Phew! And Thanks!

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Well, the first big launch and fundraiser has come and gone. Phew, is all I can say. I’m glad that’s behind me. Not that we didn’t end up having a fantastic night, but for a while beforehand I thought it might be a total catastrophe.
What’s the biggest fear when you organise something like this? That no-one will show up and you’re left looking like Paddy-No-Mates in the middle of an empty function room, with just your Mammy and a couple of friends there looking morto on your behalf.
Well, on the Thursday morning of the event that’s exactly how I felt. I’d had a load of people call/text/mail with very legitimate reason why they would would love to attend but wouldn’t be able to make it and I was beginning to think it might be damp squib instead of a night of fireworks – it was November 5th after all.
I was sitting in my friend Fionnuala’s kitchen table bemoaning my situation when I remembered to show her an email I had received from a 16 year old, Brid O’Donnell, whom I had never met. It was titled I HOPE YOU’RE HAVING A GOOD DAY and I won’t be exaggerating if I say that it’s the nicest email I’ve ever received bar none.
I’m going to post it (I asked Brid if it was okay to quote it) because it made such an impression on me that I’d like to share it.

Brid wrote:
“I want to send you some praise. I should probably point out that I’m sixteen years old, so sorry I can’t really vote for you come this Spring BUT if I could I would. Hopefully, my praise will help make up for that. I’m really impressed and inspired by the fact you’re running in the general election with no party or, as you said on your website, “no history of politicians in my family or close circle”. I would have similar aspirations to do what you’re doing, but even at sixteen, i’m not naive enough to believe that it’s easy to go up for election, especially with no political connections or as a woman. But you’re taking on the challenge and that’s amazing. I gives a lot of joy and confidence so i must thank you.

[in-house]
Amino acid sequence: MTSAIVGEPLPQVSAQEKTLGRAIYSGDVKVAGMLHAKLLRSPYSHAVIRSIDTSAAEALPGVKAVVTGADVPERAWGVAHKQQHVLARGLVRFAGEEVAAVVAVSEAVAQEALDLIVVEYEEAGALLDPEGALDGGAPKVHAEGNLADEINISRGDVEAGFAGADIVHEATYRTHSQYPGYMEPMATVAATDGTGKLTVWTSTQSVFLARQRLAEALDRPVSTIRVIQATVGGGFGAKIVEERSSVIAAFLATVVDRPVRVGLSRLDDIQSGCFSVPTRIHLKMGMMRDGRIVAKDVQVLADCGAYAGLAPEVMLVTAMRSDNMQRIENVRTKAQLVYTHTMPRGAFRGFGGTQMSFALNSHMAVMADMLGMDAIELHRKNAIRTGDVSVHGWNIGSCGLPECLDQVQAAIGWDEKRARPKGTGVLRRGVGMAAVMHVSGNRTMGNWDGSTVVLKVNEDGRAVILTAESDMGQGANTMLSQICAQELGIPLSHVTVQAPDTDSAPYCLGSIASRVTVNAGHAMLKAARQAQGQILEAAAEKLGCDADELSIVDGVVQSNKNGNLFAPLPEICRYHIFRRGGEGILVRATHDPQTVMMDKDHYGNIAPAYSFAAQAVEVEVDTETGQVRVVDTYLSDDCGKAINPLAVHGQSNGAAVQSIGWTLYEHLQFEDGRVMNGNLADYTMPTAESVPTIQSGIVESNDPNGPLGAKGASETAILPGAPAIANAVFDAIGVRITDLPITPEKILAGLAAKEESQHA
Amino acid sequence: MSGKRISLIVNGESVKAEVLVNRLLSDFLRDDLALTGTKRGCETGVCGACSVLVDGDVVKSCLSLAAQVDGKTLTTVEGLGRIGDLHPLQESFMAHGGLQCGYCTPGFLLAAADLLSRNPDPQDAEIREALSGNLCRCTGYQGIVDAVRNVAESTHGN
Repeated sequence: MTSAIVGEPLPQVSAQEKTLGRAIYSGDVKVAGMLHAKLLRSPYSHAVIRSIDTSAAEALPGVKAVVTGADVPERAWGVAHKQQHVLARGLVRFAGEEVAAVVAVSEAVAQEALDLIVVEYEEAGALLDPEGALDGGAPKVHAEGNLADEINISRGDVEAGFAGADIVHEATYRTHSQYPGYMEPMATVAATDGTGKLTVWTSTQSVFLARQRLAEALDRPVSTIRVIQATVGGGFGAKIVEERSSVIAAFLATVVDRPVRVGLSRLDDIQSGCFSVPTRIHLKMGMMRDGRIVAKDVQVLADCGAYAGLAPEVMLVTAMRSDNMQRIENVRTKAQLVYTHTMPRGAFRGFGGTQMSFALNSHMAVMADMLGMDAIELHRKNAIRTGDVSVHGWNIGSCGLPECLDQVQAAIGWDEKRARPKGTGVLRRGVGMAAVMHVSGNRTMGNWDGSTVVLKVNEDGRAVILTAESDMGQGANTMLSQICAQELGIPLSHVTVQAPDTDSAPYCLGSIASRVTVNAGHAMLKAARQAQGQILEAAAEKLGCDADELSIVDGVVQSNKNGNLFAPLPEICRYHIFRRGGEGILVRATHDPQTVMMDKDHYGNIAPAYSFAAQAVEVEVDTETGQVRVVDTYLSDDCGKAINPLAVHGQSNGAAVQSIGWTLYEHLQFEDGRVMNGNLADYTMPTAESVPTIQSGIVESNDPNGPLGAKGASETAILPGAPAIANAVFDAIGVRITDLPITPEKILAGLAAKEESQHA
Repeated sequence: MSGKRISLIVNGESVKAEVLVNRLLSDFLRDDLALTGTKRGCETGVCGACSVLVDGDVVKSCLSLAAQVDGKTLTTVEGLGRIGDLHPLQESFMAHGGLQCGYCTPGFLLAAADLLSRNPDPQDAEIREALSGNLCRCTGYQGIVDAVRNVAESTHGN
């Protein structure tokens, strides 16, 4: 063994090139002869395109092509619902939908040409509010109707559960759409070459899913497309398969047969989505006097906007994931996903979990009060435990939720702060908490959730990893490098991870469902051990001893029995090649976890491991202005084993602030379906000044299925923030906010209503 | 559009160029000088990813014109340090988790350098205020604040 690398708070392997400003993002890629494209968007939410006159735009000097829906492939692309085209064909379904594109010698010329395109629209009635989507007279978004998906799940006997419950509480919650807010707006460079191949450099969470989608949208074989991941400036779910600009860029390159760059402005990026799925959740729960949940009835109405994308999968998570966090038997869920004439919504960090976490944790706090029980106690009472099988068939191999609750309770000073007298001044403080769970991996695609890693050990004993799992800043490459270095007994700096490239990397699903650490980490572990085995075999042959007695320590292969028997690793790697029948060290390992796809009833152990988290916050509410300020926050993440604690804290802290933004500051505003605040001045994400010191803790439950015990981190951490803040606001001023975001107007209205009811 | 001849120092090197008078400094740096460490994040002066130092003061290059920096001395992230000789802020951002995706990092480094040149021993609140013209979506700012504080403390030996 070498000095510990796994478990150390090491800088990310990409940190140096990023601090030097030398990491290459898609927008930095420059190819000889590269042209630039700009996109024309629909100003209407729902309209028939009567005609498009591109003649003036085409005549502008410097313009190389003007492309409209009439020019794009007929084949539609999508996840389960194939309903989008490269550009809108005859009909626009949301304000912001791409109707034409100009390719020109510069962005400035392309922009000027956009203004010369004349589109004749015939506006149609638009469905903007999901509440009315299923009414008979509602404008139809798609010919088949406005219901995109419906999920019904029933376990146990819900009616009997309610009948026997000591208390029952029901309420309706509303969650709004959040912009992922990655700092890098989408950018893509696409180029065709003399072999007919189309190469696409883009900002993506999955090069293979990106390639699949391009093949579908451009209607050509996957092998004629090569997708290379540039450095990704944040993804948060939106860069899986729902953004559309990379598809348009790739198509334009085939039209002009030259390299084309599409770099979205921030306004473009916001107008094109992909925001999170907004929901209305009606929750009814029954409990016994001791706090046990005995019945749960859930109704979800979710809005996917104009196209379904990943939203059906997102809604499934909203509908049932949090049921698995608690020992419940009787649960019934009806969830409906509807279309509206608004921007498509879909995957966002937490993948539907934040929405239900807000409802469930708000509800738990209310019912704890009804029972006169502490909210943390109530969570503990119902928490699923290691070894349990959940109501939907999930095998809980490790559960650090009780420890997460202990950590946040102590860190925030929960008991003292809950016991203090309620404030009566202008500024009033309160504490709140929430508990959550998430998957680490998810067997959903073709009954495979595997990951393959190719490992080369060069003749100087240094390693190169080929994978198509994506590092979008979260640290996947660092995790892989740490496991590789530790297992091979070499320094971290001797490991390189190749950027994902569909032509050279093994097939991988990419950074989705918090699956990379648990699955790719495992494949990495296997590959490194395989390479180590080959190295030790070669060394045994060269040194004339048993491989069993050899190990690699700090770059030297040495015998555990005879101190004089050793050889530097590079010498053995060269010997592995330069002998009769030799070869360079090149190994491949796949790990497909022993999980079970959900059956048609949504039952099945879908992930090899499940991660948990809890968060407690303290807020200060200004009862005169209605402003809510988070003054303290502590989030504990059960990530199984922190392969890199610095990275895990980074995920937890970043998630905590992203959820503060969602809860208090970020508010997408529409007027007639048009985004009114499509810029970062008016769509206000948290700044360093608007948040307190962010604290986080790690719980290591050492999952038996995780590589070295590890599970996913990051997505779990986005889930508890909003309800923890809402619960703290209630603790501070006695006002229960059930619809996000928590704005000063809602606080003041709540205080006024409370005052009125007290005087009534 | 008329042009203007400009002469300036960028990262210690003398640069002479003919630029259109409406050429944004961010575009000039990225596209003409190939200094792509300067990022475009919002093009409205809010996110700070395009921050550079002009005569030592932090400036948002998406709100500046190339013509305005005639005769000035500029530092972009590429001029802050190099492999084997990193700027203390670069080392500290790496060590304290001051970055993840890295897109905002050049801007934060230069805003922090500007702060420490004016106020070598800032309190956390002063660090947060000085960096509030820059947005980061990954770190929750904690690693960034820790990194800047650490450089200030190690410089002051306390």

While reading this email, I’m actually listening to your interview on The Henhouse from a few days ago and a lot of what you’re saying I would completely agree with, it makes so much sense. I love the fact that you’re a feminist and I look forward to a more feminist agenda for the next Dáil #appealthe8th. I hope, when you’re my representative for Dun Laoghaire, you can help improve childcare but also father rights in our country. I hope that soon major reform will take place in the Dáil so that TDs can vote on what they (and their constituents) believe, rather than what their party tells them to vote for. I also completely agree with you on your view of Travelers, education is the key.

Though I would disagree with you on your view of Irish Water. Yes it was a big mess and the government dealt with it badly but getting rid of it would mean people losing their jobs. Also it would be a waste of all money the government has up to this point spent on it. Also I think cruise ships in Dun Laoghaire habour is a good idea. Of course, the tourists will be definitely be getting on buses and darts to go into town or down to Wicklow but there will be more foot traffic in Dun Laoghaire and i think that’s what Dun Laoghaire needs.”

By the way, I would love to get involved in your campaign. Unfortunately , I’m in fifth year and I’m in school, studying, nearly everyday until 9 at night! Pity me please! I’m studying for my Christmas exams and I’ve got a lot of things going such as debating and hockey and my poor mother doesn’t want me taking on anymore responsibilities. I’m sorry for the lousy excuse but hopefully I can get involved after Christmas or maybe sooner.

The one thing I really want you to take away from this email is that well, in the eyes of this idealist teenage girl, you seem awesome and super brave. It’s really inspiring to see women like you. I wish you all the best in your campaign and don’t forget to be awesome!”

Now, after I dried my tears, I realised that Brid – and girls like her – was the reason I was trying to get into politics and that I needed to contact her asap and tell her how much her email meant to me.
And so I did. And Brid and her Mum came to the fundraiser, and met all my friends and supporters, and Brid won a fabulous book – Wilde’s Women – written by local author Eleanor Fitzsimons, who was there and was delighted to sign it for her.
So it all ended well. Lots of people turned up. We raised cash for posters etc. Marian Keyes arrived with her gorgeous husband Tony and loads of goodies for prizes. Roisin Ingle raffled her fab book. Eamon Dunphy gave a great speech as did Shane Ross. I prepared a speech, went to my friend Breda’s to get it printed (my printer, as usual, being broken), lost it, found it again… and then didn’t bother referring to it at all because it just didn’t seem right so I just ad-libbed.

We drank (lots of ) wine and the wonderful staff in Cafe du Journal were fantastic!
So, many thanks to all who came, or donated gifts, or contributed in a myriad of other ways.
I am very grateful to you all. And there’ll be another fundraiser in December. But it will be a nice easy going pub quiz in my local pub the Wishing Well. All welcome of course. See you there!

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